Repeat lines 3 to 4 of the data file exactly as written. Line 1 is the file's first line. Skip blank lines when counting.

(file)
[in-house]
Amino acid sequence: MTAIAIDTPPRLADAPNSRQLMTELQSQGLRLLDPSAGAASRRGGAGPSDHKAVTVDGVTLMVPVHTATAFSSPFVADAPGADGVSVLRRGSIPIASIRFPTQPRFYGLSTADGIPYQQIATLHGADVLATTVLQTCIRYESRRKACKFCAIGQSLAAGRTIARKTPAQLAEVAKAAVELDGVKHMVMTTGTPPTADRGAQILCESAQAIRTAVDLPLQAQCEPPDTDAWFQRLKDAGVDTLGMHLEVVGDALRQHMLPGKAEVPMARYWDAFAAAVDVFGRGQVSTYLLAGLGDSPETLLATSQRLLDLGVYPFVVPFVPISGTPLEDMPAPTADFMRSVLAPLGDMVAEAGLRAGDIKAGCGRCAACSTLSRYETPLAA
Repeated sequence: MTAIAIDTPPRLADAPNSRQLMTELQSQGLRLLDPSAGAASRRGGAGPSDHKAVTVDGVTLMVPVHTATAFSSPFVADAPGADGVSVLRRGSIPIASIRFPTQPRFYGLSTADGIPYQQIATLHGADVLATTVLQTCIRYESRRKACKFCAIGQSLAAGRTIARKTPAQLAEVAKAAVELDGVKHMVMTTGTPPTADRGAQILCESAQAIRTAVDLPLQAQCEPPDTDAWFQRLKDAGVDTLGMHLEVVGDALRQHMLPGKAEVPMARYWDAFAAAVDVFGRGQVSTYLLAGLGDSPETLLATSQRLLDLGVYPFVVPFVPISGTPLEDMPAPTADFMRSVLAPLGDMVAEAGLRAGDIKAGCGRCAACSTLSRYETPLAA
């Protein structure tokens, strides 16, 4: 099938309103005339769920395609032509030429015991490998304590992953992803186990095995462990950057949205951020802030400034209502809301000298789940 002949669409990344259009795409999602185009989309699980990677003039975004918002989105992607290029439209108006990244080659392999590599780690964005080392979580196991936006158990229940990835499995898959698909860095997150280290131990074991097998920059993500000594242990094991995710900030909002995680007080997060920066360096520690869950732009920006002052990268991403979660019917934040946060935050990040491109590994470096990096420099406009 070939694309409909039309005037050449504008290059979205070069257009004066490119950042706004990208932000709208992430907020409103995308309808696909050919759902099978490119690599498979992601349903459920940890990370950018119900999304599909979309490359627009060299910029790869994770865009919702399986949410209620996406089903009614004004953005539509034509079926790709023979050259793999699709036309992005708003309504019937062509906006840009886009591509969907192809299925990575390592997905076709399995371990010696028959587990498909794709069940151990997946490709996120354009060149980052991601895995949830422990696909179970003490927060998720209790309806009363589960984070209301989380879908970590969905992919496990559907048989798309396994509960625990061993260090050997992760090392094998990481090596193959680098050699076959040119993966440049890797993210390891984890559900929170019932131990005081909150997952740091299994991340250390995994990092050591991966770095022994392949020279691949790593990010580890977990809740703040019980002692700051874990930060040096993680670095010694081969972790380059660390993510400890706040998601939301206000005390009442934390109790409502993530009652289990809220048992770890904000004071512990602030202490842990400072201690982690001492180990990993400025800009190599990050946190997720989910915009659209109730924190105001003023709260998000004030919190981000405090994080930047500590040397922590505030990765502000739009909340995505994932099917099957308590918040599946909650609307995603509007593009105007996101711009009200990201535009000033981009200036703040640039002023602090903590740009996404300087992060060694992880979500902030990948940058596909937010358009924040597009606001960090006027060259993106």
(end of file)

Repeated sequence: MTAIAIDTPPRLADAPNSRQLMTELQSQGLRLLDPSAGAASRRGGAGPSDHKAVTVDGVTLMVPVHTATAFSSPFVADAPGADGVSVLRRGSIPIASIRFPTQPRFYGLSTADGIPYQQIATLHGADVLATTVLQTCIRYESRRKACKFCAIGQSLAAGRTIARKTPAQLAEVAKAAVELDGVKHMVMTTGTPPTADRGAQILCESAQAIRTAVDLPLQAQCEPPDTDAWFQRLKDAGVDTLGMHLEVVGDALRQHMLPGKAEVPMARYWDAFAAAVDVFGRGQVSTYLLAGLGDSPETLLATSQRLLDLGVYPFVVPFVPISGTPLEDMPAPTADFMRSVLAPLGDMVAEAGLRAGDIKAGCGRCAACSTLSRYETPLAA
């Protein structure tokens, strides 16, 4: 099938309103005339769920395609032509030429015991490998304590992953992803186990095995462990950057949205951020802030400034209502809301000298789940 002949669409990344259009795409999602185009989309699980990677003039975004918002989105992607290029439209108006990244080659392999590599780690964005080392979580196991936006158990229940990835499995898959698909860095997150280290131990074991097998920059993500000594242990094991995710900030909002995680007080997060920066360096520690869950732009920006002052990268991403979660019917934040946060935050990040491109590994470096990096420099406009 070939694309409909039309005037050449504008290059979205070069257009004066490119950042706004990208932000709208992430907020409103995308309808696909050919759902099978490119690599498979992601349903459920940890990370950018119900999304599909979309490359627009060299910029790869994770865009919702399986949410209620996406089903009614004004953005539509034509079926790709023979050259793999699709036309992005708003309504019937062509906006840009886009591509969907192809299925990575390592997905076709399995371990010696028959587990498909794709069940151990997946490709996120354009060149980052991601895995949830422990696909179970003490927060998720209790309806009363589960984070209301989380879908970590969905992919496990559907048989798309396994509960625990061993260090050997992760090392094998990481090596193959680098050699076959040119993966440049890797993210390891984890559900929170019932131990005081909150997952740091299994991340250390995994990092050591991966770095022994392949020279691949790593990010580890977990809740703040019980002692700051874990930060040096993680670095010694081969972790380059660390993510400890706040998601939301206000005390009442934390109790409502993530009652289990809220048992770890904000004071512990602030202490842990400072201690982690001492180990990993400025800009190599990050946190997720989910915009659209109730924190105001003023709260998000004030919190981000405090994080930047500590040397922590505030990765502000739009909340995505994932099917099957308590918040599946909650609307995603509007593009105007996101711009009200990201535009000033981009200036703040640039002023602090903590740009996404300087992060060694992880979500902030990948940058596909937010358009924040597009606001960090006027060259993106």